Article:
A writer like Terry Southern liked nothing better than to shock complacent moviegoers with irreverent comedy, and The Loved One is much more a conceptually based than the relatively forthright Strangelove. James Coburn's immigration officer suspects Dennis Barlow the moment he says he's an English poet, a clear expression of the notion that foreign intellectuals are enemies of The American Way. Dennis' Uncle Hinsley is clearly coded as a gay Brit veteran of the Hollywood studios, an aesthete incapable of dealing with unemployment. The film is strewn with exaggerations of American types, mostly gargoyles and weird-o's (that's a 60s expression) but all instantly recognizable: Desperate businessmen, corrupt Army officers, grossly disturbed husbands and wives. Poor Milton Berle just wants to get a dead dog out of the house but his wife Margaret Leighton is five levels into a maudlin denial of reality and threatens to shoot him. Mr. Joyboy worships his disgusting pig of a mother yet rhapsodizes over Aimee, the mortuary worker. Dennis freaks out when he finds Aimee living in a condemned cliff house that threatens to collapse at any moment. Aimee is in love with death and sees nothing wrong with swinging gaily over an abyss, while her house crumbles around her.
Confused by her dishonest suitors, Aimee doesn't know whom to turn to. Even the fake Guru betrays her. The crass Reverend has turned her beloved Whispering Glades into a depraved empire, and tries to draw her into his spider's lair with a display of pornographic stained glass windows. Aimee has put her faith in the Reverend and is crestfallen when he proposes merging his operation with The Space Race. "How do I get rid of all these Stiffs?" Glenworthy cries, and the heavens call. Nothing stands in the way of making a buck.
Most black comedies are limited in appeal or lose track of their bearings altogether. Lord Love a Duck and The President's Analyst are reasonably focused and funny, but neither equal the mordant sobriety of The Loved One. Its ultimate effect is to induce despair and dismay for a mad world where even the jokes go sour. Just the same, Richardson's film is both unique and wickedly on target.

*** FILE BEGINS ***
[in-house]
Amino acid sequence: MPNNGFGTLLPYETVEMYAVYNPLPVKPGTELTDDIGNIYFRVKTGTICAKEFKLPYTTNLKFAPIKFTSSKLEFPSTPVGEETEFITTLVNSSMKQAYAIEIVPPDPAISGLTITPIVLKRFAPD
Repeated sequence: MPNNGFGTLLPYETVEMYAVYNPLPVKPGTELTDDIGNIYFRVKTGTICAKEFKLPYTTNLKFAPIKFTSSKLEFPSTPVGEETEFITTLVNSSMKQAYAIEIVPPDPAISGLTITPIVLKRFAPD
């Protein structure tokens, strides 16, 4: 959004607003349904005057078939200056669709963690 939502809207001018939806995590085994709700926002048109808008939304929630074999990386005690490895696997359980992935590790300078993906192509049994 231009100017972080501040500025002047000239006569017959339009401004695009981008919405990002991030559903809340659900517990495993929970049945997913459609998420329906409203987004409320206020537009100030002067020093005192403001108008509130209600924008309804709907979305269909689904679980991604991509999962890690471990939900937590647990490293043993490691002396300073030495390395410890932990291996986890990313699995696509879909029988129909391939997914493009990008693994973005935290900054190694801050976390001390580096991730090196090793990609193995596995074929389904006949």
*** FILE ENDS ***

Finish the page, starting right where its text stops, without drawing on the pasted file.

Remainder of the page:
Even dissenting critics are impressed by the film's near-perfect ensemble of bizarre star turns. Robert Morse is better here than anything except How to Succeed in Business Without Really Trying. Milton Berle is a fine henpecked husband and Dana Andrews a suspiciously inebriated General. Robert Morley is hatefully selfish and Lionel Stander a viable condensation of everything in Nathanael West's Miss Lonelyhearts. Jonathan Winters' twin roles are some of his best film work. And Rod Steiger's mincing, Mom-obsessed ghoul deserves special billing -- it's fascinatingly on-target.
The Loved One came out in 1965 when the Production Code was still in force. Comedies are usually given a little more censorship leeway, and Richardson and Southern's work seems nasty mostly for its ideas, and not what is shown on screen. Hal Ashby's editing makes the Kama Sutra silhouettes in the stained glass windows seem dirtier than they are. The scene with the girls popping out of coffins to entertain the boys in uniform gets away with Liberace rising from a casket like a smiley-faced Bela Lugosi, to the delight of one of the Generals. A lot is implied, and little actually shown.
The funniest moment is a wonderful comment on the working grind. Dennis Barlow has just gone through an ordeal to collect the body of Margaret Leighton's dog, which he assured her would be treated with great respect. Dennis drags himself in out of the heat of the San Fernando Valley and unceremoniously dumps the dead pooch in a freezer like it was a bundle of trash. Another dog, another dollar ... what's for lunch?
Warners' DVD of The Loved One is the first video presentation with a transfer that allows us to appreciate the care and craft of this B&W classic. Haskell Wexler's cinematography strikes a number of effective moods, especially in the manicured grounds of Whispering Glades (actually Graystone Manor in Beverly Hills) where Acacia shadows are painted on the lawn for a Last Year at Marienbad effect. The trailer doesn't know how to sell the movie except to billboard the stars and emphasize the film's weird nature.
Trying to Offend Everyone is a superior featurette that offers great interviews with Wexler, Robert Morse, Anjanette Comer and others. Morse remembers the irreverent tone and the fact that he had to re-dub every one of his lines to produce even a hint of a British accent. Comer still wonders at the "go with the flow" wildness of the film, and remarks that she didn't see anything disturbing about it at all. And she's the mortuary attendant in a tight-fitting dress and veil, gliding through the halls of Whispering Glades like one of the Brides of Dracula.
On a scale of Excellent, Good, Fair, and Poor,
The Loved One rates:
Supplements: Trailer, Featurette Trying to Offend Everyone
Packaging: Keep case
Reviewed: July 12, 2006
DVD Savant Text © Copyright 2007 Glenn Erickson